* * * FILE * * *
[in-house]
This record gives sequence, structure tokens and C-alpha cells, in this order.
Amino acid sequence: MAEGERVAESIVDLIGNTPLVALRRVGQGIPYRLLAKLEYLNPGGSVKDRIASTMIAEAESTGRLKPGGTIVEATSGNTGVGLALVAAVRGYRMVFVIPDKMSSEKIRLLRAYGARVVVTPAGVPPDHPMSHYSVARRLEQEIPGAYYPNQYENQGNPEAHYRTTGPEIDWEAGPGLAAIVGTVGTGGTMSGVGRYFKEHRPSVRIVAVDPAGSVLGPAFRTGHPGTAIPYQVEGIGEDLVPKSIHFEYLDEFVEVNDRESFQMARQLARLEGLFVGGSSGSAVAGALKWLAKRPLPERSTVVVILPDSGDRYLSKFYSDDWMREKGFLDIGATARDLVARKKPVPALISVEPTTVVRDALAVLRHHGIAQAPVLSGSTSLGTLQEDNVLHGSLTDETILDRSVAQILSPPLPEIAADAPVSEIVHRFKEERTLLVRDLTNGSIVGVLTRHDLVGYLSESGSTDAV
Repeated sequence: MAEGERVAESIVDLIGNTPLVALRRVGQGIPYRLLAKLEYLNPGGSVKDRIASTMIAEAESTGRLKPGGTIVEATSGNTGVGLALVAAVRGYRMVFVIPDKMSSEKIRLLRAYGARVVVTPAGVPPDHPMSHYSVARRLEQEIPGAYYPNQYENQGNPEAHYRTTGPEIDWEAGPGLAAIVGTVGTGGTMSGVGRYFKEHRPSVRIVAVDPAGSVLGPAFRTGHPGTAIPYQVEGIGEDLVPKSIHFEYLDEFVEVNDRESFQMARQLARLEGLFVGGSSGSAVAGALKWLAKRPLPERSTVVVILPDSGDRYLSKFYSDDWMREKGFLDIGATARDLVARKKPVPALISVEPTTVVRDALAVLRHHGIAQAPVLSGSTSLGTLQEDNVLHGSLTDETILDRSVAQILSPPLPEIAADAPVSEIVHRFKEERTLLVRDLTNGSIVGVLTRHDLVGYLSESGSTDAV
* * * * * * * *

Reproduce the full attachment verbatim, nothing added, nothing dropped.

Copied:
[in-house]
This record gives sequence, structure tokens and C-alpha cells, in this order.
Amino acid sequence: MAEGERVAESIVDLIGNTPLVALRRVGQGIPYRLLAKLEYLNPGGSVKDRIASTMIAEAESTGRLKPGGTIVEATSGNTGVGLALVAAVRGYRMVFVIPDKMSSEKIRLLRAYGARVVVTPAGVPPDHPMSHYSVARRLEQEIPGAYYPNQYENQGNPEAHYRTTGPEIDWEAGPGLAAIVGTVGTGGTMSGVGRYFKEHRPSVRIVAVDPAGSVLGPAFRTGHPGTAIPYQVEGIGEDLVPKSIHFEYLDEFVEVNDRESFQMARQLARLEGLFVGGSSGSAVAGALKWLAKRPLPERSTVVVILPDSGDRYLSKFYSDDWMREKGFLDIGATARDLVARKKPVPALISVEPTTVVRDALAVLRHHGIAQAPVLSGSTSLGTLQEDNVLHGSLTDETILDRSVAQILSPPLPEIAADAPVSEIVHRFKEERTLLVRDLTNGSIVGVLTRHDLVGYLSESGSTDAV
Repeated sequence: MAEGERVAESIVDLIGNTPLVALRRVGQGIPYRLLAKLEYLNPGGSVKDRIASTMIAEAESTGRLKPGGTIVEATSGNTGVGLALVAAVRGYRMVFVIPDKMSSEKIRLLRAYGARVVVTPAGVPPDHPMSHYSVARRLEQEIPGAYYPNQYENQGNPEAHYRTTGPEIDWEAGPGLAAIVGTVGTGGTMSGVGRYFKEHRPSVRIVAVDPAGSVLGPAFRTGHPGTAIPYQVEGIGEDLVPKSIHFEYLDEFVEVNDRESFQMARQLARLEGLFVGGSSGSAVAGALKWLAKRPLPERSTVVVILPDSGDRYLSKFYSDDWMREKGFLDIGATARDLVARKKPVPALISVEPTTVVRDALAVLRHHGIAQAPVLSGSTSLGTLQEDNVLHGSLTDETILDRSVAQILSPPLPEIAADAPVSEIVHRFKEERTLLVRDLTNGSIVGVLTRHDLVGYLSESGSTDAV